The Miracle Jesus Didn’t Do

Read Matthew 13:53-58

Going back to His hometown, while we do not immediately see it, must have been stressful for Jesus. The text is clear that He could do few miracles there. But there is one miracle that is glaring in its absence. To see it, I need to review two assumptions we make about the life of Jesus.

First, as we study the gospels, we find Jesus’ mother fairly active in his life, whether it is taking him home, because the family thinks he is crazy, or at the foot of the cross, watching His last moments. She is still here in Nazareth, with Jesus’ brothers. She was probably in her late forties, or early fifties. But did you notice who was missing from the list of Jesus’ family members? As much as they disagree, scholars tend to agree that Joseph, Jesus’ adoptive father, had died by the time this story takes place. They tend to agree that Joseph had died before Jesus started his public ministry.

Second, that Jesus did not receive His power from on high to work miracles and healings until his baptism in the river Jordan. This contradicts some of the spurious “infancy” gospels of Jesus, but it makes far more sense, and this even much more significant. The Old Testament saints did not have miraculous power until they Spirit came upon them, and it is far more likely the same was true of Jesus. Just as likely, too, this power was withheld from the juvenile and even toddler Jesus, who would have gone through the same struggles with selfishness and juvenile yearnings all of us go through. Only when Jesus proves he could resist temptation without divine power had Jesus been entrusted with supernatural ability.

These two points taken together point to something much more profound going on in Nazareth for Jesus. Buried somewhere outside the village was a box of bones, the remains of his adoptive father. However and whenever Joseph died, it seems logical to assume Jesus was present. As the firstborn son, it would have been his responsibility to care for the family, and certainly to see to burial arrangements. Had they observed tradition as we understand it, Joseph would have been laid out in a tomb while his flesh decomposed, and then Jesus would have had to go back to the tomb to transfer the bones of Joseph to an ossuary for interment.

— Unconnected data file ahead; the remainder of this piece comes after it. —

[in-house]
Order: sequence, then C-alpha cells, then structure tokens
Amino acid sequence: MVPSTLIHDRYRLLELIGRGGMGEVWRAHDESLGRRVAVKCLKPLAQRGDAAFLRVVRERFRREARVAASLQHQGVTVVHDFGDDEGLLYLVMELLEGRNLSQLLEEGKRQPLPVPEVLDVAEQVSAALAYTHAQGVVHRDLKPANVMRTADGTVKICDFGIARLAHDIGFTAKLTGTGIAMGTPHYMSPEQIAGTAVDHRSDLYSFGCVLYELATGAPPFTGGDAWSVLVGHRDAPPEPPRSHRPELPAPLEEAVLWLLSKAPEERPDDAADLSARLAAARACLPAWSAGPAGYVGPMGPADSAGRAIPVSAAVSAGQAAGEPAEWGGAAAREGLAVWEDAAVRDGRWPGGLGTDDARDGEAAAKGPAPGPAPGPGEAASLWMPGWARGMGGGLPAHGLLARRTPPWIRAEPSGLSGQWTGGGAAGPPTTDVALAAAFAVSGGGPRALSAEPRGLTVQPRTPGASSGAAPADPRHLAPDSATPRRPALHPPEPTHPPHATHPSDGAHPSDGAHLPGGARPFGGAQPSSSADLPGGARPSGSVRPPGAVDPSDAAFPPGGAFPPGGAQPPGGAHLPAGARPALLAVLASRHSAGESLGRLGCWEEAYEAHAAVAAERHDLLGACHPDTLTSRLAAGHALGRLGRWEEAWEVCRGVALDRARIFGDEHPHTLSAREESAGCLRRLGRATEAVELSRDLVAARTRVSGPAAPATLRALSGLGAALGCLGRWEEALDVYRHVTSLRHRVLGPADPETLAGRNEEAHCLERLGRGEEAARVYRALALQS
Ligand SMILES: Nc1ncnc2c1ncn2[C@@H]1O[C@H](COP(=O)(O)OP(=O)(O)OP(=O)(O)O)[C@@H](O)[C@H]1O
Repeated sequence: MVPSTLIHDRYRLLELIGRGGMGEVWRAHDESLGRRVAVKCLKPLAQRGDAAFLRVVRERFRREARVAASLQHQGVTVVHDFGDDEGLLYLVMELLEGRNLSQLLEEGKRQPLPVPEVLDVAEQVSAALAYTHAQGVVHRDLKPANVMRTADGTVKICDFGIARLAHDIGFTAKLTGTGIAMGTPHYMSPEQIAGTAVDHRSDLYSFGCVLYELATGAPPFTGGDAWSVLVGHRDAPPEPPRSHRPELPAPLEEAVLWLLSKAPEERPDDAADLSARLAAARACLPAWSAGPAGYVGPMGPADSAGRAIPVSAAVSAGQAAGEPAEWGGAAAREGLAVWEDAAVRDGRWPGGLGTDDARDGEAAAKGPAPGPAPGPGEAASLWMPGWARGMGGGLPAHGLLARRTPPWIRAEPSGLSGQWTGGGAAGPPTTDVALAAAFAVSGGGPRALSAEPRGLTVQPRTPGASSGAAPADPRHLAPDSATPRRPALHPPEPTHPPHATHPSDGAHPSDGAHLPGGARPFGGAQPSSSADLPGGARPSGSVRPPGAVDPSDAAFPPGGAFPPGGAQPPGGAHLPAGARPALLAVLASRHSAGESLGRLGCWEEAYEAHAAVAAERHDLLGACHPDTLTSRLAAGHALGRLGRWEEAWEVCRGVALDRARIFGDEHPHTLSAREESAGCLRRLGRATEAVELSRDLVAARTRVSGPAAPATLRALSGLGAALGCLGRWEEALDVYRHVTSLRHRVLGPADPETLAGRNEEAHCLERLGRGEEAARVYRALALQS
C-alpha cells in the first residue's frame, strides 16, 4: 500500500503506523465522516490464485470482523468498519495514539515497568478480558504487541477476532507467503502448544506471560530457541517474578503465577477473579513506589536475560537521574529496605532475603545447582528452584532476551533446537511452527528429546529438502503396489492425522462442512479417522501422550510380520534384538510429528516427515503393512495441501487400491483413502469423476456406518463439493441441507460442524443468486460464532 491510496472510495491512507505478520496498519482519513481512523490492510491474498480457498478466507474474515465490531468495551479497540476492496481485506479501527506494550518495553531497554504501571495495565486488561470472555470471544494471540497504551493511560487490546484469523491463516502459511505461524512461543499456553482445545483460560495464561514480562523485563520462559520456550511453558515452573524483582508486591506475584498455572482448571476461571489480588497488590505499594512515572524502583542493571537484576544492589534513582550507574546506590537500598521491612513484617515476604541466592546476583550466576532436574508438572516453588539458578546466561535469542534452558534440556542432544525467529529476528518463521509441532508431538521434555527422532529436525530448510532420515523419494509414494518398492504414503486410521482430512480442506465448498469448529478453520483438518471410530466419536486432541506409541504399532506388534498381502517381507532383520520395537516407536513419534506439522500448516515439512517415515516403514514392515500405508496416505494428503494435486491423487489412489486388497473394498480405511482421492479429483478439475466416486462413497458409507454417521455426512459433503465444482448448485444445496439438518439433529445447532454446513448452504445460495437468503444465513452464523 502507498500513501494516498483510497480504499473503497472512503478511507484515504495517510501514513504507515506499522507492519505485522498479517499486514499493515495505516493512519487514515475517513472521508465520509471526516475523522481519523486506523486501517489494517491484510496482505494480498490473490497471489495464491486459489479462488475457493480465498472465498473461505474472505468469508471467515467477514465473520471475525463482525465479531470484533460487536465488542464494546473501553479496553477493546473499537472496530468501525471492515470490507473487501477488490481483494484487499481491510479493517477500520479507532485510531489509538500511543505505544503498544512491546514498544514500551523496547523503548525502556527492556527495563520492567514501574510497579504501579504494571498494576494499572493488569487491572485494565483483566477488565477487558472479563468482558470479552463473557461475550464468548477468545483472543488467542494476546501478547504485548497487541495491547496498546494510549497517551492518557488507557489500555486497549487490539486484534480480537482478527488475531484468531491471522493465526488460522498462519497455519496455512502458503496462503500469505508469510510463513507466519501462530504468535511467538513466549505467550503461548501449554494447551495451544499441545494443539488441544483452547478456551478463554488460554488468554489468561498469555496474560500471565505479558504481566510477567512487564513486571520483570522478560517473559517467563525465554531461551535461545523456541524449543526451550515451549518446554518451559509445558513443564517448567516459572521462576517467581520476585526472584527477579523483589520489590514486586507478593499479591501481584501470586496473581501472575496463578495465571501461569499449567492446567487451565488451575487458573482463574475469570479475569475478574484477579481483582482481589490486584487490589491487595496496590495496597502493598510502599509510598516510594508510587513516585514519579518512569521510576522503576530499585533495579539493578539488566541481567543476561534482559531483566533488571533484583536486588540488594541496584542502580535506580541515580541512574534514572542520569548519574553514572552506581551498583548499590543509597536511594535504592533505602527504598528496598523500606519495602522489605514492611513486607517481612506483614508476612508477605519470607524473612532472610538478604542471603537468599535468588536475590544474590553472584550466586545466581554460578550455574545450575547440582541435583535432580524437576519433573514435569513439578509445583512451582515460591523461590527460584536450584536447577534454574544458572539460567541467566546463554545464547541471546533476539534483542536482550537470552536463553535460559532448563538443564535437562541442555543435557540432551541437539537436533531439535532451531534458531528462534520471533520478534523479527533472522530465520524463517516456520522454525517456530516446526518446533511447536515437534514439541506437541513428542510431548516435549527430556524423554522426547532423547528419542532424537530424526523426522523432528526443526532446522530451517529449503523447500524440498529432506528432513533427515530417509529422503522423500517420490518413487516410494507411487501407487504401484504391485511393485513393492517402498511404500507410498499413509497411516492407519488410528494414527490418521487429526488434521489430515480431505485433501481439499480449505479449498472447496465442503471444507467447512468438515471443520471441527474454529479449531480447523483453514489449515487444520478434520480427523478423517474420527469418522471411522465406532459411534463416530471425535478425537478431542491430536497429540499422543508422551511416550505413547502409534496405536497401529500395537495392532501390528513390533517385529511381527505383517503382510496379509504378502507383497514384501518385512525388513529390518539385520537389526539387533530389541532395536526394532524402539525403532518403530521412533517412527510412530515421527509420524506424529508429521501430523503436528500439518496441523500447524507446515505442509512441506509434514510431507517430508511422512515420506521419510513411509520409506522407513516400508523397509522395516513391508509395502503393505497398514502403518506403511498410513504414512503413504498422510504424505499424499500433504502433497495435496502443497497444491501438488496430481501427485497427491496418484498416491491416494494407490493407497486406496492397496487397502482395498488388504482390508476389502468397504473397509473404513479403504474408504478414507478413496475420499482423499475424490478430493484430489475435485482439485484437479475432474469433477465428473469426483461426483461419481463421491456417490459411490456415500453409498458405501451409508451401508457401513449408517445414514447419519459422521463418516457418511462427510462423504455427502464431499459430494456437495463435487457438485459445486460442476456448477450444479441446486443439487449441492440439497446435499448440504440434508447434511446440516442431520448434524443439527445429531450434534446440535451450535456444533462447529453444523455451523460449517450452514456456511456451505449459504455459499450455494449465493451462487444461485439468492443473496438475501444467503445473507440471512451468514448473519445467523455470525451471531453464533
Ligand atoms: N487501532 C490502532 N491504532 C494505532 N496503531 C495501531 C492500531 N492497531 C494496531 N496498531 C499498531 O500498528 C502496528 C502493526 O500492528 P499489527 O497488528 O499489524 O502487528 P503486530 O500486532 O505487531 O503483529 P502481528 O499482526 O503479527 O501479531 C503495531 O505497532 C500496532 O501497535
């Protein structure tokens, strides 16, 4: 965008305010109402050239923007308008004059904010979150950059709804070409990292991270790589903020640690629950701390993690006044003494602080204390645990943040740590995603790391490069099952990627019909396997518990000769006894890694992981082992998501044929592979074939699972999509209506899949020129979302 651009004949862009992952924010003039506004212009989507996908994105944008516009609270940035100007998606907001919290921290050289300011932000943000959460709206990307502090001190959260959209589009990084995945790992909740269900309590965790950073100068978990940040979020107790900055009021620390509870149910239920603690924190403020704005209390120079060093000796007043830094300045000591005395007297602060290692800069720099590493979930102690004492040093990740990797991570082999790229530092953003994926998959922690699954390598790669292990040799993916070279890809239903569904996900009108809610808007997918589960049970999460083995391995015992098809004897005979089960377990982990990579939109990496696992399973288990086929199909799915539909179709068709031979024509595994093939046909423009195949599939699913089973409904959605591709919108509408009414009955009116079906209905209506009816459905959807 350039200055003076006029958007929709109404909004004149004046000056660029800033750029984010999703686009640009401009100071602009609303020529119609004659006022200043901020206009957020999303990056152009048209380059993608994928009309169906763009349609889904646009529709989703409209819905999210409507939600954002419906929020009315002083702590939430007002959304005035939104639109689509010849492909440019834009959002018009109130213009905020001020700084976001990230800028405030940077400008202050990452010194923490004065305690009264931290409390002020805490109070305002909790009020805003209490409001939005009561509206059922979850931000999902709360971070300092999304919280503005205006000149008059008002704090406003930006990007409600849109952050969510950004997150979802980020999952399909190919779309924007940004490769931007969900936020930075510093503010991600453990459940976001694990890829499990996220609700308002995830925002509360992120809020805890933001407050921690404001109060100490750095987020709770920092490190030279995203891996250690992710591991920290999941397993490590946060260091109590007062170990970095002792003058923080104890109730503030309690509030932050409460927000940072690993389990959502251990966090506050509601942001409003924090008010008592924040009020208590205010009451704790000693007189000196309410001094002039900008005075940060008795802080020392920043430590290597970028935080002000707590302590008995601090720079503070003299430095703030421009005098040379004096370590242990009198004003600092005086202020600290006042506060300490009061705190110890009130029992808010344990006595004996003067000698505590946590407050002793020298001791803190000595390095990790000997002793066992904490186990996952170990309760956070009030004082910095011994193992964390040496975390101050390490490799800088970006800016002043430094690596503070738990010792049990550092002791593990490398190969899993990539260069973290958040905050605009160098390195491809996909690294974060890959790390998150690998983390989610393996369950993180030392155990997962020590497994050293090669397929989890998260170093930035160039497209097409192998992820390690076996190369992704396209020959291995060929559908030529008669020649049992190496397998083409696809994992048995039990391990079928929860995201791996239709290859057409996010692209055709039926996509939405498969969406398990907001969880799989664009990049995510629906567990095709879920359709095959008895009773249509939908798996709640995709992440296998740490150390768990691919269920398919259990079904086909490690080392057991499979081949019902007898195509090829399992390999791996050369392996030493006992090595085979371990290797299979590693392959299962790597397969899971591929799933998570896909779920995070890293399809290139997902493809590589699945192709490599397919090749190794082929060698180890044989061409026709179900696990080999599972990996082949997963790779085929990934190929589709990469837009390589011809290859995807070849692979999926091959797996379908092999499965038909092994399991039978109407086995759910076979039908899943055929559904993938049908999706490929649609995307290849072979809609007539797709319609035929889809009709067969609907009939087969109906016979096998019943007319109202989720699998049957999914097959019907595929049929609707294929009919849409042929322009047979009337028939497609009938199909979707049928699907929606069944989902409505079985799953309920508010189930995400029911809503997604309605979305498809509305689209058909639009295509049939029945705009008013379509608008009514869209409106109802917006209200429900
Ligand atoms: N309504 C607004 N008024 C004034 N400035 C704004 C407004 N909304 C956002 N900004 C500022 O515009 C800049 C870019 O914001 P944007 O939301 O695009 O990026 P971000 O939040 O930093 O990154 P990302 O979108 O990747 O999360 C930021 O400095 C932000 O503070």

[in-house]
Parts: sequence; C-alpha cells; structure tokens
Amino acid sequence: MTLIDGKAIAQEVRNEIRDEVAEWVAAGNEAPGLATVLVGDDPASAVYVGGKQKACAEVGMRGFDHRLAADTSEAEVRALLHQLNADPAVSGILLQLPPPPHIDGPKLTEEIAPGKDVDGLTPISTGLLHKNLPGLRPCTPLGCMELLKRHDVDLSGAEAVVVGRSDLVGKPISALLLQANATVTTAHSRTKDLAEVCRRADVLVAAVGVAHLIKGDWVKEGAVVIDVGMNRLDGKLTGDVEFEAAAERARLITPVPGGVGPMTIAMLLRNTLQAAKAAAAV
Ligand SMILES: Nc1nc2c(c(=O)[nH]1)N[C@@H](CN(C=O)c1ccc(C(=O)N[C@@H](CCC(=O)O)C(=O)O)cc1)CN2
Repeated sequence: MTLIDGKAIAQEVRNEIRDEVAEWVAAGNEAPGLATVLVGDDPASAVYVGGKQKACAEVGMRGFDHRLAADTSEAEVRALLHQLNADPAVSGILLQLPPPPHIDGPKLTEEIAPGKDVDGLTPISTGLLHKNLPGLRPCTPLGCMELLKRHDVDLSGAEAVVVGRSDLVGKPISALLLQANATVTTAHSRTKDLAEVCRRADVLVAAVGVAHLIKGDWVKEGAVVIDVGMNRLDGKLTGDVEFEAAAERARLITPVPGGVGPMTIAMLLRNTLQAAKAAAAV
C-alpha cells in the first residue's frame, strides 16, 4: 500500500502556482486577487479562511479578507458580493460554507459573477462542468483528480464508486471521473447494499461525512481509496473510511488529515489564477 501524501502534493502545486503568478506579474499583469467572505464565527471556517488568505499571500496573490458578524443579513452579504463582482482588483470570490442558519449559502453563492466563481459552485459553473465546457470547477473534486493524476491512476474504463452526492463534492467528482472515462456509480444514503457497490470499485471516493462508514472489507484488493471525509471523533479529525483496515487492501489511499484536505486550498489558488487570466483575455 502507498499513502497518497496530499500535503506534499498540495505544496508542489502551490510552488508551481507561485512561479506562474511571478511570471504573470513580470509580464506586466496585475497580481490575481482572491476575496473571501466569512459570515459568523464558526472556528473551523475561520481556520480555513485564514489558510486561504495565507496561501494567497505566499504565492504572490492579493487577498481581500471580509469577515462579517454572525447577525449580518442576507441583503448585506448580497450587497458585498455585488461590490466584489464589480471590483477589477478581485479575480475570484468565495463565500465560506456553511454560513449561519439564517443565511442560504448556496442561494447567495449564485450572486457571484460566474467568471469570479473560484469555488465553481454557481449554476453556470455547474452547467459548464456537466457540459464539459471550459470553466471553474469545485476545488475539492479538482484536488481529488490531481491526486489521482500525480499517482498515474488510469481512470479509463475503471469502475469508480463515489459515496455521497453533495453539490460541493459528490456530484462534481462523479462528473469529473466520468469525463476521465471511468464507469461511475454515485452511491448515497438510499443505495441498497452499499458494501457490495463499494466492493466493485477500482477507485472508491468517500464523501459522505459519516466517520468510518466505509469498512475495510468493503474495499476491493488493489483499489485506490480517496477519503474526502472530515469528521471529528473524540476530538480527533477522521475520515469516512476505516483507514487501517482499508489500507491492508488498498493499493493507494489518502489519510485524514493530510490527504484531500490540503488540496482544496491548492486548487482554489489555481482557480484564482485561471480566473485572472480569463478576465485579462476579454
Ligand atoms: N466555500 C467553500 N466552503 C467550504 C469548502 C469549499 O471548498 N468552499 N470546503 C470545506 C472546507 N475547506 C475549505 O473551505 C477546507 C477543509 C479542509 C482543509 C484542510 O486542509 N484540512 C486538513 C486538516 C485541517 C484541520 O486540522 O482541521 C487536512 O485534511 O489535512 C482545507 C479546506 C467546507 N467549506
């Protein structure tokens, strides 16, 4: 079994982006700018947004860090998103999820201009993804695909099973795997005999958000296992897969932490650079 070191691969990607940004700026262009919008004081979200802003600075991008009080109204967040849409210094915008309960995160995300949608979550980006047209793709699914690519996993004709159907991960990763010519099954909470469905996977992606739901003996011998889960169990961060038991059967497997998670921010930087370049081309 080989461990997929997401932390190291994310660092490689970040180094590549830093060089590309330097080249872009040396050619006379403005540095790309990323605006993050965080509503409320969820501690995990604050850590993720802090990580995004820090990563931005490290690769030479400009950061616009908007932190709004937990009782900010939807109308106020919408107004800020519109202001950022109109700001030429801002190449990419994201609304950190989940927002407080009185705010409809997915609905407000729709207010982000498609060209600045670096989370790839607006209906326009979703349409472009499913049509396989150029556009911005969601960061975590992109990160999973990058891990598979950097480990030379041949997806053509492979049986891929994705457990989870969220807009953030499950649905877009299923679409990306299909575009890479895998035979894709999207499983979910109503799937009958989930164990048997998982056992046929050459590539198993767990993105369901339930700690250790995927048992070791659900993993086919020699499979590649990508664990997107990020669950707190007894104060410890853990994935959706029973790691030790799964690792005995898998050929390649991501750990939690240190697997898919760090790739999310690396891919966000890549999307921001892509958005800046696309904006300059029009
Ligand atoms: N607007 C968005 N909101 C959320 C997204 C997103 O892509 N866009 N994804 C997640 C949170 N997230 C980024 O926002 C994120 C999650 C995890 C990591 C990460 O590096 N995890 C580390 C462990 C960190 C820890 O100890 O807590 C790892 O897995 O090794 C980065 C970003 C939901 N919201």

As Joseph lay on his death bed, do you think Jesus prayed to God, His heavenly Father, to spare Joseph’s life? Did He pray that God would heal him? Did He agonize over the will of God to whether Joseph should have died? Would this have been a moment of great temptation of Jesus to use His power/ His knowledge to do something good? Did the divine Jesus know that Joseph would die, and when? Did they have conversations in the wood shop about this? Did Joseph tell Jesus that it was okay, that he had lived a good life, and that he was ready to go home? That he was proud of his “son”, and that he knew Jesus would save the world through His work and sacrifice? Didn’t Jesus weep at Joseph’s bedside, even though He knew that Joseph had been a good man, and would be in Abraham’s Bosom?

Did Mary turn to Jesus, and ask Him to do something? Did His brothers beg Him to save their father? And is this what caused such a rift between them that they did not believe until after He rose from the dead? I can almost hear James’ voice, “If you are the Son of God, then save our father!” What a powerful temptation that would have been, and what a source of great sorrow.

Joseph was the best father God could have picked to be the man who raised Jesus. No doubt he was a man who loved his own children well. He showed them what it was to be a man of God. And no doubt all of his children loved him, and were grief-stricken when he died.

And yet, is this the moment that separates Jesus from his family? Is this the reason why none of them follow him to the Jordan, or receive the baptism of John? Is this the moment why his family goes to find him, because they think he is crazy, so stricken with grief and sorrow that He believes He can raise the dead? That when He goes back to His hometown, his family are nowhere to be seen, nor seek to defend Him when he is attacked by the people of the town?